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Chorla Ghat: Nature lover's paradise & hideout for thieves during British rule

Located at the intersection of Maharashtra, Goa and Karnataka, the lush green Chorla Ghat was once used by thieves to hide from the British. With over 100 waterfalls and a thriving biodiversity it is now a dream destination for nature lovers and trekkers

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Chorla Ghat is an ecotourism destination about 50 km from Panjim, Goa

Chorla Ghat is an ecotourism destination about 50 km from Panjim, Goa

Set amid the Sahyadri mountain range, Chorla Ghat is an enchanting tourist destination with its wet lush green forests, roaring waterfalls and water laden streams. A tropical forest and an ecotourism destination, it is located at the intersection of Maharashtra, Goa and Karnataka.

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Situated about 50 km from Panjim, the capital of Goa, the ride to Chorla Ghat (Sattari Taluka) is charming as you pass by green rice fields, sparkling lakes and quaint old bridges.

But Chorla’s history is no less interesting than its scenic landscape and rich biodiversity. The name Chorla is derived from the word ‘chor’, which means thief. And Chorla means ‘of thieves’, suggesting that it was a hideout for thieves during British Rule. 

Locals say that after the passing of the Thuggee and Dacoity Suppression Acts, 1836–48, thugs and thieves began to take refuge in the dense forests of Chorla, giving the place its name. 

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Chorla was the gateway to Kolhapur and Bijapur during the colonial rule given its strategic location. 

It is also home to the 300-year-old Sada Fort, which is said to have been built by Desai Sardar, a soldier in Chhatrapati Shivaji Maharaj’s army. The fort was regularly visited by Shivaji’s sons -- Chatrapati Sambhaji Maharaj and Rajaram Maharaj – to keep a vigil on Chorla and surrounding areas.

Sada Fort was captured by Tipu Sultan for three days.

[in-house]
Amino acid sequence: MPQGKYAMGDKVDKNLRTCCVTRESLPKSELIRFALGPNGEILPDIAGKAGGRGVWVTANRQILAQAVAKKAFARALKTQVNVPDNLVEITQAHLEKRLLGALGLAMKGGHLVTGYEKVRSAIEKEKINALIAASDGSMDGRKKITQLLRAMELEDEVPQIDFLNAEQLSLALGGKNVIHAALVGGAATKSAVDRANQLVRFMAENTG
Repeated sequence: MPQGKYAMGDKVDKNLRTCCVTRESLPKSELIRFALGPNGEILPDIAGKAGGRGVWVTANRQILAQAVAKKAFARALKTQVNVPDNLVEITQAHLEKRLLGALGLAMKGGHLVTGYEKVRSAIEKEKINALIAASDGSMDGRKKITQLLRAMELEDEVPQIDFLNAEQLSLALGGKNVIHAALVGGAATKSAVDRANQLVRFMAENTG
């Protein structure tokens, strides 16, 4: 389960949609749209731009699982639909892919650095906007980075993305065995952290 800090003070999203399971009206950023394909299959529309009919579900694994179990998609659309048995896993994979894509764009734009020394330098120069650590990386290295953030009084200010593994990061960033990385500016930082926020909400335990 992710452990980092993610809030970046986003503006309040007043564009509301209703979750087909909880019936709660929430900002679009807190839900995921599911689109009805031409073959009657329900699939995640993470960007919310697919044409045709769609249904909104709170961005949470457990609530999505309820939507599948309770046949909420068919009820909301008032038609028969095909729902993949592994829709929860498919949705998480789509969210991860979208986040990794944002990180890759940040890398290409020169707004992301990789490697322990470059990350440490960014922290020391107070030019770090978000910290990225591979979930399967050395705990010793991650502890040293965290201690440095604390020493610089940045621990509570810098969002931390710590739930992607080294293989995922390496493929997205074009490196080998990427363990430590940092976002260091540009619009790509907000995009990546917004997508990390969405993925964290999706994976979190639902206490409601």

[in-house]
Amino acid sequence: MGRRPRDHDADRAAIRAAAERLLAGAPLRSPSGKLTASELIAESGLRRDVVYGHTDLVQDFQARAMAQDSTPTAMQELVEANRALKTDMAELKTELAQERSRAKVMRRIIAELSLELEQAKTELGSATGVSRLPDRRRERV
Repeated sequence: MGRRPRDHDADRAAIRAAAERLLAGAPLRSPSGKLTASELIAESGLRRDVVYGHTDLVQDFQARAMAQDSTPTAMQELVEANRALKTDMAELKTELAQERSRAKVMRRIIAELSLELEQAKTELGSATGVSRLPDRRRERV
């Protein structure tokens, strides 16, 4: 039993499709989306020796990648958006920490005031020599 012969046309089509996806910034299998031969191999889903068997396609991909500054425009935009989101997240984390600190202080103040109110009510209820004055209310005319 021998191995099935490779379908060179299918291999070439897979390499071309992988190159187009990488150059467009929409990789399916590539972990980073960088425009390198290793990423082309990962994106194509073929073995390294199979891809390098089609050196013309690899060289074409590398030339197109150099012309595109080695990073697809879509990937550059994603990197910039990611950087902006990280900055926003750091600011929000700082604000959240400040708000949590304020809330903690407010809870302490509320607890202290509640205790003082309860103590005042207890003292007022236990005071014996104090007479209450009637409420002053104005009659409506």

Global Biodiversity Hotspot

At an elevation of 2,600 feet, this region is part of the Western Ghats landscape and is regarded as a Global Biodiversity Hotspot. A Nature Conservation Facility has been established at Chorla Ghat for research and long-term monitoring of the Western Ghats of the Sahyadris region and their biodiversity.

Pied-belly Shieldtail / Beddome's Black Earth Snake
Pied-belly Shieldtail/Beddome's Black Earth Snake. Pic: Flickr 

The ghat is part of the Mhadei Wildlife Sanctuary and is home to hundreds of species of exotic flora and fauna. 

Rainforests around Chorla Ghats have been declared as an Important Bird Area by BirdLife International. Rare wildlife and bird species are found in abundance, making it a treat for nature lovers and bird watchers.

Some of the species found here are Malabar whistling Thrush, Malabar Grey Hornbill, Indian Pitta, Nilgiri Wood Pigeon, Loten’s sunbird, Crimson backed sunbird, White Cheeked Barbet, and Nilgiri Flycatcher.

At least 257 species of butterflies are found in the sanctuary. Among the species found here are the southern birdwing, the largest butterfly in South India, striped tiger, common jezebel, common Indian crow, blue tiger and blue Mormon.

The animals seen in the sanctuary include the tiger, Indian Black Panther, sloth bear, barking deer, sambhar, leopard, mongoose, civet, jungle cat, mouse deer, flying squirrel, Indian pangolin, slender loris and bonnet macaque.

malabar-grey-hornbill-
Malabar Grey Hornbill. Pic: Wikipedia

The amphibian species found in the sanctuary are the marbled ramanella and Maharashtra bush frog, both of which are endangered, Beddome’s leaping frog and the Malabar gliding frog.

A variety of snakes are found in the Mhadei wildlife sanctuary, among them the Indian Krait, Russel’s viper, king cobra, kukri, Beddome’s keelback, black slender coral, brahminy blind snake, common bronze back, Indian cat snake, common sand boa, common wolf snake, copper headed trinket, green put viper, python and ornate flying snake.

Also Read: Snehakunja: Preserving biodiversity through empowerment of tribals in Western Ghats of Karnataka

Waterfalls

Apart from the wildlife sanctuary, the other attraction is the Anjunem Dam located on the Sanquelim-Belgaum highway. The dam has greenery all around and exudes a mystic charm. 

Also See: In pictures: India’s 10 Blue Flag beaches that stand out for sustainability, safety & accessibility

The dam is near Vagheri Hill, one of Goa's highest peaks. There are two natural lakes near the dam which are locally referred to as swimming pools carved by nature.

sakla vajra waterfalls chorla
Twin Vajra Sakla waterfalls. Pic: Flickr

Mhadei Sanctuary boasts several waterfalls. A trek to the twin Vajra Sakla waterfalls is an unforgettable experience. The waterfall cascades down into the Mhadei River. The terrain is steep and can be tricky, especially during the monsoons. But the view of the forests from the top of the waterfalls is stunning and well worth the effort.

Another spot is the peak of Lasni Temb which is popularly known as the trekker's paradise. The dense, dark forest trails are lined with damp wood and glow in the dark due to the presence of bio-luminescent fungus. Trekking on the trails, one will see a variety of butterflies, and chirping birds and feel the bracing winds.

So, if you are in the mood for leisure and want a vacation amid lush nature, then Chorla Ghat is the perfect place.

Also Read: Colourful corals and amazing marine life tucked away at Pirotan Island in Gujarat

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